I scoured the internet for inspiration and saw how easy it was for so many people to blog about specific things. There were hundreds of unique ideas covered by bloggers who weren’t necessarily great, or even decent writers. Craft and vision didn’t seem to matter as much as expertise and experience. The most successful bloggers covered subjects like fitness, motherhood, and travel. Food blogs. Gamer blogs. Nature blogs. Professional advice blogs. The list goes on.
For some reason, these are the things most people want to read about, and if you can legitimately conjure up 300-word posts on any of these subjects, you can be a blogger. And if you are truly engaged with what your blog is about, you can define your brand, and maybe even make some money. It’s hard work, but the concept is simple. As long as you can define your interests. Which, for me, is the challenge.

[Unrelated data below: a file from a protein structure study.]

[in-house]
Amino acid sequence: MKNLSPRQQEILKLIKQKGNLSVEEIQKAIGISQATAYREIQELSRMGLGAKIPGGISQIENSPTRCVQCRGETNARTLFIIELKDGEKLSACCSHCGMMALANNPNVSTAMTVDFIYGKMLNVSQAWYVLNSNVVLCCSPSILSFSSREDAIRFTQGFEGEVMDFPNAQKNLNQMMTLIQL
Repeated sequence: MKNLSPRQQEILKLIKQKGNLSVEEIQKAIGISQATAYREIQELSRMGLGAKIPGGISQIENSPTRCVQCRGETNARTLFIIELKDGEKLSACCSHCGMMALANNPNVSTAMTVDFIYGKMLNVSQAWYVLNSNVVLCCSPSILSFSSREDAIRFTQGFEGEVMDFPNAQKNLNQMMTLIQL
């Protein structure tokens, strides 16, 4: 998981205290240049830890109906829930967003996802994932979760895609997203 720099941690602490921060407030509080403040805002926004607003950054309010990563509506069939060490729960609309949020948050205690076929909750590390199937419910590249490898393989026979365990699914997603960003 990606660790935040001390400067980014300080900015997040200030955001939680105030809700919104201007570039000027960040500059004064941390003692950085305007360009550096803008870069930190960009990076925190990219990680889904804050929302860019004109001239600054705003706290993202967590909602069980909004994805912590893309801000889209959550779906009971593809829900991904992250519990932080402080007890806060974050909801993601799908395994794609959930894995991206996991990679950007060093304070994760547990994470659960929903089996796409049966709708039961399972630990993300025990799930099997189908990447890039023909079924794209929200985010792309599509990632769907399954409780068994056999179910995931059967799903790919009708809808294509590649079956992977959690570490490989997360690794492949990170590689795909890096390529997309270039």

I find the world endlessly fascinating, but I’m not deeply passionate about any particular topic to operate this way as a blogger. Sure, I could come up with an interesting angle on health and wellness, but I wouldn’t be able to write more than one or two stories about it. But I had to produce content for the assignment, so I simply wrote about whatever resonated with me, at any given moment.
Typically, I found inspiration from social media, newspaper headlines and drunken conversations with my friends. Ideas came to mind when I was brushing my teeth. Letting myself blog without a purpose was an intoxicating freedom. Gen Why Not became my passion. I raced home from class to blog; I blogged at parties. I was intrinsically motivated to churn out 2,000-word, in-depth articles as if I worked in a newsroom at the New York Times.